20. I can't see the Bay Area getting behind hosting an Olympics. On the surface, sure there will be support but then, once the environmentalists get ahold of the impact, they'll scream and holler and dissuade the Bay Area from proceeding. Beyond that, transportation is a mess in the Bay Area, and that's on a good day. Three weeks of the Olympics? No way. Not to mention, BART workers have a nasty habit of going on strike fairly often. Mind you, if the Bay Area wound up becoming a host city, I'd find that to be an acceptable reason to visit family and friends in the area, lol. Er, rather, utilize their guest rooms and/or sofa beds while attending some events. But, really, I cannot begin to express just how chaotic and awful the traffic in the Bay Area is (lived in the Central Valley and worked in the East Bay for 20 years). That and that alone makes me think that hosting an Olympics is probably not feasible.
  21. I was just throwing out the leading US cities, especially ones that have bid domestically or internationally in the past 10-12 years (which, I suspect, is what some of the articles that have been in the mainstream press, have done). I've never thought NYC would bid again, at least not for a very long time.
  22. Well, I did miss the facetious comment but I certainly read through an entire thread that only has 37 posts in it.
  23. Whoops! Well, still... Out of the five Winter Games since Women's Ice Hockey was added, 1 out of 10 silver & gold medals to a country not named Canada or USA is not that great of a success rate.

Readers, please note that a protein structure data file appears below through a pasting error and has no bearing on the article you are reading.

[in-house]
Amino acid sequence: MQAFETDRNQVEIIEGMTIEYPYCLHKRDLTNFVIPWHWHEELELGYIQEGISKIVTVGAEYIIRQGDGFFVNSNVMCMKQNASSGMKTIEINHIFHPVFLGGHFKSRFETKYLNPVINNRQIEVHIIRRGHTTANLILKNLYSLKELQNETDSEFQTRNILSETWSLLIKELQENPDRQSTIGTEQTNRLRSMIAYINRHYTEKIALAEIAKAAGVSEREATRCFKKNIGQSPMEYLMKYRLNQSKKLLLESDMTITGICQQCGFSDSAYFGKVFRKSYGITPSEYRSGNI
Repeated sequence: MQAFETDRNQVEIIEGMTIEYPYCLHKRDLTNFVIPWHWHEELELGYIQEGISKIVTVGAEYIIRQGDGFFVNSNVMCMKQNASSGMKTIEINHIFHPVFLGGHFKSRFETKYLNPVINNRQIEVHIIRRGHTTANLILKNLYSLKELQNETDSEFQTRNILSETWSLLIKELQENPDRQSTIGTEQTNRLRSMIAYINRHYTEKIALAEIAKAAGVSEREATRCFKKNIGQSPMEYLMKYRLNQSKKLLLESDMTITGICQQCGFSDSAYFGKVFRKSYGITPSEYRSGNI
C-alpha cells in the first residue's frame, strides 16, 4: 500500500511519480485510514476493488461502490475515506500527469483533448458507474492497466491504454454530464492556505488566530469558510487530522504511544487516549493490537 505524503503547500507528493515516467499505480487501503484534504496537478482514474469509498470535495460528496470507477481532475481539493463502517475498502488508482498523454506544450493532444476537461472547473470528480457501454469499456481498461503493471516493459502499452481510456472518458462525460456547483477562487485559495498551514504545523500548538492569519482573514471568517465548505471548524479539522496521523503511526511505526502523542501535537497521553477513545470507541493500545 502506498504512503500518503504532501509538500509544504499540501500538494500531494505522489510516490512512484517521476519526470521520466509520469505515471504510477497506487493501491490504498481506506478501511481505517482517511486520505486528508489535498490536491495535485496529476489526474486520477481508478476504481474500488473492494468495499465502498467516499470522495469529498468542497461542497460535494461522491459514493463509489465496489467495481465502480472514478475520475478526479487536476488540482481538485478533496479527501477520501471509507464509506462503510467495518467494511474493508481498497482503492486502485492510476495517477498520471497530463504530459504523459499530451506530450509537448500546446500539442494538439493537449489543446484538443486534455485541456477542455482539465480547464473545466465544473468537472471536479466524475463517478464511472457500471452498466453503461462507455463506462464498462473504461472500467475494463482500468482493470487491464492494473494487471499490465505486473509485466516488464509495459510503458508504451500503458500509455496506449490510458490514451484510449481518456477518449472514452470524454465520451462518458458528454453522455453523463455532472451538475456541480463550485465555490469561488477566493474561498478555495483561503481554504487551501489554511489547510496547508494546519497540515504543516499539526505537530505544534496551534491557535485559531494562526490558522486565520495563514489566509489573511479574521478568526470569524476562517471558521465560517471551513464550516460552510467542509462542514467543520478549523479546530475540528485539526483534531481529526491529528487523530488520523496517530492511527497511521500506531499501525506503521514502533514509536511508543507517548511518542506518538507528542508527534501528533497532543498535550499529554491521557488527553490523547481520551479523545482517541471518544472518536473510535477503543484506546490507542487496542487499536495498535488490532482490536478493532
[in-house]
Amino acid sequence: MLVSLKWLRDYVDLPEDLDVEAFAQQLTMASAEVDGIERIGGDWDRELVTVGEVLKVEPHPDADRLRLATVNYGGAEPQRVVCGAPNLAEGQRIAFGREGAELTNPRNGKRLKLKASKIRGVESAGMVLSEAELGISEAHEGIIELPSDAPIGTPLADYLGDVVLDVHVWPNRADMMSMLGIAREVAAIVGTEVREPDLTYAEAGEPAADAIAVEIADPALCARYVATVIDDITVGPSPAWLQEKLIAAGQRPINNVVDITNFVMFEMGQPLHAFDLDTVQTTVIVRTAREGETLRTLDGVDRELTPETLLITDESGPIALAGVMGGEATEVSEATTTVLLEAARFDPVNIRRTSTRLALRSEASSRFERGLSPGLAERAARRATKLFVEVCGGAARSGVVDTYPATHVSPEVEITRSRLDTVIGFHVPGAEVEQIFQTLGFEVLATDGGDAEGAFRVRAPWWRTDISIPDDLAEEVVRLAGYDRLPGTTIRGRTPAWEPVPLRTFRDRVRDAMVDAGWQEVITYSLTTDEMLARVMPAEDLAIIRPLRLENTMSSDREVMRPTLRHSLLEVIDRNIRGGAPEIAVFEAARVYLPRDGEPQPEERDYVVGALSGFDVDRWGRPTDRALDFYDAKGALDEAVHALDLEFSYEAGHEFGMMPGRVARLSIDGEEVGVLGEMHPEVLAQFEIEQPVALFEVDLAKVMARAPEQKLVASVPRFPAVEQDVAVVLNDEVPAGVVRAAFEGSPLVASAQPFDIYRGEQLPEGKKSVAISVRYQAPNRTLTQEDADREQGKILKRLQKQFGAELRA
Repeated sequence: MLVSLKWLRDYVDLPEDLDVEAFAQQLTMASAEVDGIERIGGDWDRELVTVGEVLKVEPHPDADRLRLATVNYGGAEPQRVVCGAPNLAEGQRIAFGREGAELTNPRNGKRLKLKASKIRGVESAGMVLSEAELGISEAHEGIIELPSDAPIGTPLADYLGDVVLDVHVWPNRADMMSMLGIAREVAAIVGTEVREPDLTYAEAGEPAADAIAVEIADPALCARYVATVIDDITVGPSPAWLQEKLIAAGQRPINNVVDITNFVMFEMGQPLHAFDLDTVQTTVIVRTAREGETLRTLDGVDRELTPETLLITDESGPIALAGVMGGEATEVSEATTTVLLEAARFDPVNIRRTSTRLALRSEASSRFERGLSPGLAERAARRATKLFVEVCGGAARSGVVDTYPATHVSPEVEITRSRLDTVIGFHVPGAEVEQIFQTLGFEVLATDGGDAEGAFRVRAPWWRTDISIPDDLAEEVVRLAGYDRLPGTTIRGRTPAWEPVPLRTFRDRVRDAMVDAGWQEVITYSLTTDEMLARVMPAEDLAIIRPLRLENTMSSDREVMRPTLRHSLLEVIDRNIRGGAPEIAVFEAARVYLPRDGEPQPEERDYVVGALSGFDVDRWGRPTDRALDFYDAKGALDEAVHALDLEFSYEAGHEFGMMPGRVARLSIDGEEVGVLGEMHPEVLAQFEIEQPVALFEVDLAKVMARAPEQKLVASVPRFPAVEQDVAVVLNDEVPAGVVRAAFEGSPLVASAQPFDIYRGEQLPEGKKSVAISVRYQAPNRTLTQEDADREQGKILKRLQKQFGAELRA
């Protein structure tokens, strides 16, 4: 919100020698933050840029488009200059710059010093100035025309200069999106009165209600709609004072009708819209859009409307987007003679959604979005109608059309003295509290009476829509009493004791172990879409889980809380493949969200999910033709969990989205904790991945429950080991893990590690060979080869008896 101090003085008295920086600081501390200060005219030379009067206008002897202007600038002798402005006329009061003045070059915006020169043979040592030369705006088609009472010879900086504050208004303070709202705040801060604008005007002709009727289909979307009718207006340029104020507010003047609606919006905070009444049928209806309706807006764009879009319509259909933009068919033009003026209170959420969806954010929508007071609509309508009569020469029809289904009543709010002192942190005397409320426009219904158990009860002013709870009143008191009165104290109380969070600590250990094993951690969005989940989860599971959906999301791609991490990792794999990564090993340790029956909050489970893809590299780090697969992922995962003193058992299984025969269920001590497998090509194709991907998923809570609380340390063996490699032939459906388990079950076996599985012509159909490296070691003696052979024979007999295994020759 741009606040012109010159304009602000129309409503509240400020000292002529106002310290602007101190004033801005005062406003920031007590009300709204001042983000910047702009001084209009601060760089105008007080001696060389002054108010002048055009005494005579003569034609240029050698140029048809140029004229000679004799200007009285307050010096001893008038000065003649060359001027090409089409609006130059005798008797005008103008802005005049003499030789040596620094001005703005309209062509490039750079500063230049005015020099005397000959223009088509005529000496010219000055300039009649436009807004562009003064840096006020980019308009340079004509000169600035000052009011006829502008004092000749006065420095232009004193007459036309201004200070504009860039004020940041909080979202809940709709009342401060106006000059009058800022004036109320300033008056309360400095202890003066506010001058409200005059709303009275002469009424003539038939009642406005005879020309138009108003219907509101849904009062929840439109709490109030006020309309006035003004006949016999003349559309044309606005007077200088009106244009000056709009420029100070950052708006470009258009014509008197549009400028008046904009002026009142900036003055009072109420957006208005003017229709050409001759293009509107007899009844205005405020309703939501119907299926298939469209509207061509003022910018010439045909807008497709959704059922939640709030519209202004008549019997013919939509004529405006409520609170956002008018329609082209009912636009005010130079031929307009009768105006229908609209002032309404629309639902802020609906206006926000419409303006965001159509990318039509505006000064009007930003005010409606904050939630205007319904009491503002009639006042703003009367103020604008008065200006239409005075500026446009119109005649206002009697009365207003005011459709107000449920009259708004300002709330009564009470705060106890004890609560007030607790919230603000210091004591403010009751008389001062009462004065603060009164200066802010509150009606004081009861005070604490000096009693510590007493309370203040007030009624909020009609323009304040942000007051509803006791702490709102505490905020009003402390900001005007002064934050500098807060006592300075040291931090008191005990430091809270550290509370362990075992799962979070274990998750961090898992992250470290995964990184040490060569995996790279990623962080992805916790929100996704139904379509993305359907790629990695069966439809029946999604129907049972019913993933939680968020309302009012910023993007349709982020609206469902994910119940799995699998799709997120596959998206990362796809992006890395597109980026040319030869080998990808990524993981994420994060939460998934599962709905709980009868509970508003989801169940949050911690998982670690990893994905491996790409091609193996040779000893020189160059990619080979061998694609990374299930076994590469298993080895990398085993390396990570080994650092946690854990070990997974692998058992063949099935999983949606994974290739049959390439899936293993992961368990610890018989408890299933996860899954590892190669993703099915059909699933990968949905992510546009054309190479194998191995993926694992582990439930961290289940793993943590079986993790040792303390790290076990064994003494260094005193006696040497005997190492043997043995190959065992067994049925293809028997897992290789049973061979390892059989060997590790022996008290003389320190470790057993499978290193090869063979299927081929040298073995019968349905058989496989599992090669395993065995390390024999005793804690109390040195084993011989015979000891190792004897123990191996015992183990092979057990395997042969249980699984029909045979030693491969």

24. I don't think Synchro will be added anytime soon. On the figure skating forums I follow the discussion has been that perhaps the IOC is looking to remove women's ice hockey because of the lack of competitiveness (USA & CAN are the only two countries to win gold or silver since it's inclusion). But, the general consensus, even amongst diehard figure skating fans is that Women's Ice Hockey won't get the boot, and certainly not for Synchro. There are a lot of reasons why it won't be included, not the least of which is the number of athletes, but it also doesn't look really spectacular on TV. I doubt NBC has much interest in doing away with Women's Ice Hockey in favor of Synchro. The Team Event got a lot of positive press and while there are some tweaks necessary in the scoring to keep it from being over after the Short Programs, as well as to not burn out the skaters who compete in the first week of the games, I think it will stick around. I do not, for one second, think NBC would be okay with the individual figure skating events starting on the Thursday or Friday of the first week. Beyond that, I suspect that moving all of the Short Track events to the first week would negatively impact them and perhaps reduce the number of events in which many skaters in that discipline could compete. I'm just a singular voice but I really don't think that competing in the team event was that detrimental to the pairs or mens individual events. The one change I would absolutely make would be the substitution rule - instead of allowing substitutions in only two disciplines, allow the teams to substitute as many disciplines as they have qualified multiple entrants. That would help reduce the fatigue factor, not that I think it was really that much of an issue.